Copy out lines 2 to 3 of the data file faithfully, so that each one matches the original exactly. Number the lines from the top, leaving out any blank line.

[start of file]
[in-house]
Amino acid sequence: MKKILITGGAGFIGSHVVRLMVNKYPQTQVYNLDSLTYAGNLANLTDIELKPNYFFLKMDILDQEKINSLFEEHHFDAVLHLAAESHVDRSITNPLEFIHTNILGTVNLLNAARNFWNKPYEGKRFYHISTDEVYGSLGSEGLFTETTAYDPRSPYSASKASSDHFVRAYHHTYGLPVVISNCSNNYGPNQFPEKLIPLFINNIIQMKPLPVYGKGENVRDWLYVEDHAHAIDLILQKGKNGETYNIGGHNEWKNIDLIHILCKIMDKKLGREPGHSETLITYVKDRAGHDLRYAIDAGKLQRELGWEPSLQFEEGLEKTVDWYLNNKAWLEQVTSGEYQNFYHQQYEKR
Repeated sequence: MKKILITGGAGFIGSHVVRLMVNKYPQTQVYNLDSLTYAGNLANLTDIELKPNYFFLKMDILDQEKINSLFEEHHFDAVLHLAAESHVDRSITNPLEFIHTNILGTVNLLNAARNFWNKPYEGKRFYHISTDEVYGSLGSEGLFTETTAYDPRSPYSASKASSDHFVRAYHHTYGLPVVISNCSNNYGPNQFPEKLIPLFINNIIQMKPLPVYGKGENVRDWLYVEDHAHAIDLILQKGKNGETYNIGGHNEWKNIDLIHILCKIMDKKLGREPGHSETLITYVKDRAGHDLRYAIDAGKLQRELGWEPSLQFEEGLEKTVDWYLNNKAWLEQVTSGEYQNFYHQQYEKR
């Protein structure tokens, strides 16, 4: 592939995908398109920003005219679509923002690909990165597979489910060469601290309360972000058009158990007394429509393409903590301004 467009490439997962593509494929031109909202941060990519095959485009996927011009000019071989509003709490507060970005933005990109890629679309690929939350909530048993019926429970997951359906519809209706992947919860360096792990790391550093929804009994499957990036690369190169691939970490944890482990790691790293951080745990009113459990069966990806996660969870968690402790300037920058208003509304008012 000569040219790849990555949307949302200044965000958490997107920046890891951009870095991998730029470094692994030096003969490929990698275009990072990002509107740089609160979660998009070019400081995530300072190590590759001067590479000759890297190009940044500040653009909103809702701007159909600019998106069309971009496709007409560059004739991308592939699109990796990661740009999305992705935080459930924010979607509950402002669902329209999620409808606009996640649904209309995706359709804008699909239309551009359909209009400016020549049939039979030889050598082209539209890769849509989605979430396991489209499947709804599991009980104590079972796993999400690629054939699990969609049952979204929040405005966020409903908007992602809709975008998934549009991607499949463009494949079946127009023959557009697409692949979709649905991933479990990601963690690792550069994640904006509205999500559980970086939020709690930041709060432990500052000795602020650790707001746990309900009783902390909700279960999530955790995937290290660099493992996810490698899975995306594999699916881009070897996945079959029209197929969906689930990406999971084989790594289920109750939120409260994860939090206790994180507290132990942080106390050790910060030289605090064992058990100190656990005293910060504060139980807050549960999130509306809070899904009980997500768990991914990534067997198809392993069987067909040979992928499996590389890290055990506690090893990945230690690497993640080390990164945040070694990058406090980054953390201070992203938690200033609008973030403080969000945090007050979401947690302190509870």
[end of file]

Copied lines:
Amino acid sequence: MKKILITGGAGFIGSHVVRLMVNKYPQTQVYNLDSLTYAGNLANLTDIELKPNYFFLKMDILDQEKINSLFEEHHFDAVLHLAAESHVDRSITNPLEFIHTNILGTVNLLNAARNFWNKPYEGKRFYHISTDEVYGSLGSEGLFTETTAYDPRSPYSASKASSDHFVRAYHHTYGLPVVISNCSNNYGPNQFPEKLIPLFINNIIQMKPLPVYGKGENVRDWLYVEDHAHAIDLILQKGKNGETYNIGGHNEWKNIDLIHILCKIMDKKLGREPGHSETLITYVKDRAGHDLRYAIDAGKLQRELGWEPSLQFEEGLEKTVDWYLNNKAWLEQVTSGEYQNFYHQQYEKR
Repeated sequence: MKKILITGGAGFIGSHVVRLMVNKYPQTQVYNLDSLTYAGNLANLTDIELKPNYFFLKMDILDQEKINSLFEEHHFDAVLHLAAESHVDRSITNPLEFIHTNILGTVNLLNAARNFWNKPYEGKRFYHISTDEVYGSLGSEGLFTETTAYDPRSPYSASKASSDHFVRAYHHTYGLPVVISNCSNNYGPNQFPEKLIPLFINNIIQMKPLPVYGKGENVRDWLYVEDHAHAIDLILQKGKNGETYNIGGHNEWKNIDLIHILCKIMDKKLGREPGHSETLITYVKDRAGHDLRYAIDAGKLQRELGWEPSLQFEEGLEKTVDWYLNNKAWLEQVTSGEYQNFYHQQYEKR